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Persistent C-Peptide Secretion in Type 1 Diabetes Genetic-Related

By Labmedica International staff writers
Posted on 04 Sep 2019
Studies using sensitive assays for C-peptide have shown that some degree of residual insulin secretion commonly persists for more than five years after diagnosis of type 1 diabetes. There is variation in C-peptide persistence, the determinants of which are poorly understood but may be partly genetically determined.

One recent genome-wide association study in people with type 1 diabetes, but mostly diagnosed in childhood, identified a locus on chromosome 1 and multiple variants in the HLA region associated with C-peptide levels adjusted for sex, age at diagnosis and diabetes duration. A recent study explored the relationship of detectable C-peptide secretion in type 1 diabetes to clinical features and to the genetic architecture of diabetes.

Image: The cobas e 411 analyzer is a fully automated analyzer that uses a patented Electrochemiluminescence technology for immunoassay analysis (Photo courtesy of Roche Diagnostics).
Image: The cobas e 411 analyzer is a fully automated analyzer that uses a patented Electrochemiluminescence technology for immunoassay analysis (Photo courtesy of Roche Diagnostics).

A team of scientists at the University of Edinburgh (Edinburgh, UK) recruited 6,127 people, of who there were 6,076 with a clinical diagnosis of type 1 diabetes or latent autoimmune diabetes of adulthood after excluding those diagnosed with monogenic subtypes of diabetes (intentionally recruited for the cohort) or diabetes from other causes. Median age at onset was 21 (interquartile range 12 to 31) years, and median duration of diabetes at enrolment was 21 (interquartile range 11 to 31) years.

The team obtained non-fasting serum samples at clinic visit in 5,928 of those clinically diagnosed as type 1. Plasma glucose measured in these blood samples was greater than 5 mmol/L in 88% of individuals. C-peptide measurements on these samples were undertaken using the Roche electrochemiluminescence assay, with a lower limit of detection of C-peptide of 3 pmol/L. Autoantibodies to glutamic acid decarboxylase (GAD65), tyrosine phosphorylase-related protein 2 (IA2) and zinc transporter 8 (ZnT8) were also measured. The cohort was typed with the Illumina Human Core Exome 24 1.0 chip.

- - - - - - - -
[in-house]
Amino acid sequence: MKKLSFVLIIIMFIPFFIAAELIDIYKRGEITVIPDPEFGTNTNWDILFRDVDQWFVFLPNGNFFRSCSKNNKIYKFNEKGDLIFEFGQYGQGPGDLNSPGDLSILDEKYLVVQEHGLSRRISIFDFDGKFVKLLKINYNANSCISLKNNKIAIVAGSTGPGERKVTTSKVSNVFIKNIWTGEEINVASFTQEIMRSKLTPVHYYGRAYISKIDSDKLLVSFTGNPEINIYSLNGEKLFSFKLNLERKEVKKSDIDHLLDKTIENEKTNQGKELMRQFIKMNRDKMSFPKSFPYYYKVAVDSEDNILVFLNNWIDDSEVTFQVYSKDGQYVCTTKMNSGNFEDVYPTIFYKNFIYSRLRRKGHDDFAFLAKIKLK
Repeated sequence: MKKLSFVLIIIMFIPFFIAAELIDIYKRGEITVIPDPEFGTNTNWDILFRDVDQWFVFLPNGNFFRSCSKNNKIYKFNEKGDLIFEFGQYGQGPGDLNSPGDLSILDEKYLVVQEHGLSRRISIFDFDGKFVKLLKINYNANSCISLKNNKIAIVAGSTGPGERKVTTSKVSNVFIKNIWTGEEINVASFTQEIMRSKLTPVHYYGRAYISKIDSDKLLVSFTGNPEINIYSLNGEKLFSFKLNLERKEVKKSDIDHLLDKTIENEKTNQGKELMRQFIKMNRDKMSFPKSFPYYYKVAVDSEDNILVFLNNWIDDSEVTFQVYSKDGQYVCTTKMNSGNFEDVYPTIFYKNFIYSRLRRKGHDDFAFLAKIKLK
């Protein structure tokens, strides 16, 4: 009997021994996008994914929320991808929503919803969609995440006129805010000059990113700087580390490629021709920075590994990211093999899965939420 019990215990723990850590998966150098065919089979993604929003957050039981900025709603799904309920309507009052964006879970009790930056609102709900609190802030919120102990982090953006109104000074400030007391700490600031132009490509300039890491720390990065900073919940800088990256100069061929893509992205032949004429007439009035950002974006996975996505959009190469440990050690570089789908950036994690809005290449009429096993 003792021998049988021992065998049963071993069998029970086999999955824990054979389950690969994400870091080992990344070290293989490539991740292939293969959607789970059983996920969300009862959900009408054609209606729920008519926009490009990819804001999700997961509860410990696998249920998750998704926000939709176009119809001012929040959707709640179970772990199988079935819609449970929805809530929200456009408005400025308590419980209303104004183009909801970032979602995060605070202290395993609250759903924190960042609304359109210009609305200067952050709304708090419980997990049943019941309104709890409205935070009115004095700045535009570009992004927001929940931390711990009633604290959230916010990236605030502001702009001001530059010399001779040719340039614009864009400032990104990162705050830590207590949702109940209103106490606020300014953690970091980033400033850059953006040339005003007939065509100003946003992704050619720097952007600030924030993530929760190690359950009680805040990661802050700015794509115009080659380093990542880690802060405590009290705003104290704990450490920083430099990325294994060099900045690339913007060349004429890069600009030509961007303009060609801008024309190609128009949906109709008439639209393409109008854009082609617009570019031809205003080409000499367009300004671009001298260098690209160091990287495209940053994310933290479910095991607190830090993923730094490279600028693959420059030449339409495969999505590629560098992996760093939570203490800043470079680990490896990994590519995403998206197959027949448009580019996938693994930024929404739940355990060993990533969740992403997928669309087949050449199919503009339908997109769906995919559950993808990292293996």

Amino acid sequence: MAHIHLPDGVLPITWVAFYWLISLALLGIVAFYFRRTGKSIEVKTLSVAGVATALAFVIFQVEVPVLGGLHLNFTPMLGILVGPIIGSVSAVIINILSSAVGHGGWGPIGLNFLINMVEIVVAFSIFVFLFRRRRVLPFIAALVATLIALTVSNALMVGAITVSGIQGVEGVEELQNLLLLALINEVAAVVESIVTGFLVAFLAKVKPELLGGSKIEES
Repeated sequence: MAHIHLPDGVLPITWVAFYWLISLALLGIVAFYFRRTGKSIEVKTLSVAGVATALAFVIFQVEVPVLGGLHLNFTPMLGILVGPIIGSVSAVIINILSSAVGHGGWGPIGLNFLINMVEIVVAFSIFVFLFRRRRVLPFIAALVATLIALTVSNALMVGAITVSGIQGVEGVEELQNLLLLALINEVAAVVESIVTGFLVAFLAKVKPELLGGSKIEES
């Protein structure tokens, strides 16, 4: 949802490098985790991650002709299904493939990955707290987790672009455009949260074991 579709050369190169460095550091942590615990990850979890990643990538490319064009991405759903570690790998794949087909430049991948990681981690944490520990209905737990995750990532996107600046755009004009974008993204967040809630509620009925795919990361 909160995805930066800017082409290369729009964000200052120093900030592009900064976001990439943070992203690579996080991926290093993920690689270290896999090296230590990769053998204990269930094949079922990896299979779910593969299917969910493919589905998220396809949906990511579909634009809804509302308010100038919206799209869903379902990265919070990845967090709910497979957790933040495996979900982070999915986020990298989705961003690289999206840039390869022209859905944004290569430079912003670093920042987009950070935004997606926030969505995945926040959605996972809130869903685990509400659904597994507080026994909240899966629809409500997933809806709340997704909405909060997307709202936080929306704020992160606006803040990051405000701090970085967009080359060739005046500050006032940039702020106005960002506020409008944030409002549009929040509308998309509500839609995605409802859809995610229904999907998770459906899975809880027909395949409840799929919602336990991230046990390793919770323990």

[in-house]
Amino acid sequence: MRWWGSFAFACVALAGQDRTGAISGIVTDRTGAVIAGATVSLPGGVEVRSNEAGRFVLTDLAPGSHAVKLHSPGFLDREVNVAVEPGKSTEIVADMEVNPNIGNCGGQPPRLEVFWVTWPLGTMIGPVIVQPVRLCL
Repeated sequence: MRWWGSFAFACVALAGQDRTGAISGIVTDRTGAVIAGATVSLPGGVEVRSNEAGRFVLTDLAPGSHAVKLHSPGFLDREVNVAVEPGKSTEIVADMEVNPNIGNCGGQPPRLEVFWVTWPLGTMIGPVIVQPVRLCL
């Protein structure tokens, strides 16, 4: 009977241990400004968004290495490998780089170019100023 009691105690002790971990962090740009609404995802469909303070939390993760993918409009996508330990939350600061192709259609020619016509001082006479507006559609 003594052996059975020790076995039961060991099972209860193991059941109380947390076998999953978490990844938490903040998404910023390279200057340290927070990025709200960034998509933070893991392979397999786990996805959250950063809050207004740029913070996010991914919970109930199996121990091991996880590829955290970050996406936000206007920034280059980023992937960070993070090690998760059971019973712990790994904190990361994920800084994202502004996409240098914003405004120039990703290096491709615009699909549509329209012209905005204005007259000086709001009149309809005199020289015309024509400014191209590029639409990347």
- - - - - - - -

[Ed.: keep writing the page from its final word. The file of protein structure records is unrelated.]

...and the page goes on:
The scientists reported that the prevalence of detectable C-peptide varied from 19% in those with onset before age 15 and duration greater than 15 years to 92% in those with onset after age 35 and duration less than five years. They found that 29% of variance in C-peptide levels was accounted for by associations with male gender, late age at onset and short duration. The SNP heritability of residual C-peptide secretion adjusted for gender, age at onset and duration was estimated as 26%. Genotypic risk score for type 1 diabetes was inversely associated with detectable C-peptide secretion: the most strongly associated loci were the HLA and INS gene regions.

The authors concluded that persistence of C-peptide secretion varies widely in people clinically diagnosed as type 1 diabetes. C-peptide persistence is influenced by variants in the HLA region that are different from those determining risk of early-onset type 1 diabetes. Known risk loci for diabetes account for only a small proportion of the genetic effects on C-peptide persistence. The study was published on August 23, 2019, in the journal BMC Medicine.

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University of Edinburgh


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